By the term change we here understand all that variation which can be
given, the essence of the object remaining the same. In general,
this signifies the disintegration of the object, not absolutely,
but at least incipiently; as when we say that turf is changed into
ashes, or that men are changed into beasts. Philosophers have been
accustomed to use another term for signifying this, viz., transformation.
But we are here speaking of a change which is not a transformation,
as when we say the rock has changed its color, character, etc.
We must ask now whether there is any changeableness in God.
For concerning transformation it is not necessary to say anything
more than that God exists necessarily; that is, God cannot be limited
in any way, or be transformed into another God. For as soon as He
is limited there must be other gods, which proposition we have shown
to be absurd.
In order that we may understand more fully what has just been said,
we should remember that all change arises from some
external cause, the subject being willing or unwilling, or from some
internal cause, viz., from the choice of the subject itself.
For example, men are black, or they grow older and stronger, etc.
In the former case the subject is unwilling, in the latter the subject
himself desires it. To desire to walk, to show oneself angry, etc.,
come from internal causes.
Changes of the former kind, namely, those produced by some external
cause, are not found in God, for He alone is the cause of all things,
and is not changed by anything He has made. Beside, created objects
have in themselves no power of existence, and so much less of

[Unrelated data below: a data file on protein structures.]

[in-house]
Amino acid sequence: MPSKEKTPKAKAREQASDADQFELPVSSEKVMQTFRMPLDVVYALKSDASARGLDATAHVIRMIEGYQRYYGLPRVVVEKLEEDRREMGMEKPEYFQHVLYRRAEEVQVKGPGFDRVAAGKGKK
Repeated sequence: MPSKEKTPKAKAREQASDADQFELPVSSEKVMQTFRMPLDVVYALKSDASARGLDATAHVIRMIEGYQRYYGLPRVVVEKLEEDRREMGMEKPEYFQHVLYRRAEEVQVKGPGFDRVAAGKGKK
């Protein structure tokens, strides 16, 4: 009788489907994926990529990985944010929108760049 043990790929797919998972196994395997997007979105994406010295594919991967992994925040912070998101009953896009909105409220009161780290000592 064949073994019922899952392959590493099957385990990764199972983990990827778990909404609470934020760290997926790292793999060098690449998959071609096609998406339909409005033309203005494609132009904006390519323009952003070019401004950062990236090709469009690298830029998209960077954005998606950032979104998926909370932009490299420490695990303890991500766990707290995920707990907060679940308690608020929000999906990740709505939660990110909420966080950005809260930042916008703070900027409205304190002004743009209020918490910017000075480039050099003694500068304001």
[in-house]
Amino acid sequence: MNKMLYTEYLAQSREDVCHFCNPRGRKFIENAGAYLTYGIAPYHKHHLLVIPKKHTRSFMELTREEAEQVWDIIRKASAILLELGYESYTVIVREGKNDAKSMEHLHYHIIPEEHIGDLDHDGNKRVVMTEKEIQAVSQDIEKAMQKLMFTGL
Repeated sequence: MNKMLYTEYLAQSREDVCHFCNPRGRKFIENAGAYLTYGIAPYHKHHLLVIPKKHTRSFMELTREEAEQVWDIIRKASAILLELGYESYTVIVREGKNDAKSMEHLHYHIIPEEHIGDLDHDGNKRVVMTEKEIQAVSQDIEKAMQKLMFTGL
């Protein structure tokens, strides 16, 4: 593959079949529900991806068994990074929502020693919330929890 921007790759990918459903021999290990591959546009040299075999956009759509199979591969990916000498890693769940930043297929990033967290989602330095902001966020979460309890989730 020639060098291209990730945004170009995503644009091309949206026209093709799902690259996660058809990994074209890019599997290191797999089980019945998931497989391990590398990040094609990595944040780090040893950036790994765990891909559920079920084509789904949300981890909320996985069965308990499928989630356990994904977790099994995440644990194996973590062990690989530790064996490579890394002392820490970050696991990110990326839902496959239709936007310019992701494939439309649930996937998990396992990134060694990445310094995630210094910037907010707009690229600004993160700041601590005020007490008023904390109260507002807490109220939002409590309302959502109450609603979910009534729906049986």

causality over other objects. And although in the Scripture it is
said that God is angry and sad on account of the sins of men, the effect
is here taken for the cause. In the same way we say that the sun is
stronger and higher in summer than in winter, although it has not
changed its position or increased its power. That such things are often
taught in the Sacred Scriptures is seen in Isaiah when he says,
ch. 52:2, accusing the people: "Your iniquities have separated you from
We continue, then, and ask whether there is any self-caused change
in God. This also we at once deny, for all change that arises from
volition is made in order that the subject may pass to a better state,
which is impossible with a perfect being. Such a change only arises as
a means of avoiding something unpleasant or to acquire some good
which is wanting. But neither of these conditions is possible with God.
Therefore we conclude that God is immutable. [N1]
[Note N1]: --It will be evident, also, that God is immutable,
when we have shown that His volition and His understanding are the same.
This might be proven by other arguments also.
It will be noted that I have deliberately omitted the ordinary forms
of change, although to some degree we have also
considered them. For there is no need to show the impossibility of
change in God in respect to every point, since we
have demonstrated in Prop. 16, Part 1., that God is incorporeal and
that these ordinary forms of change apply only to matter.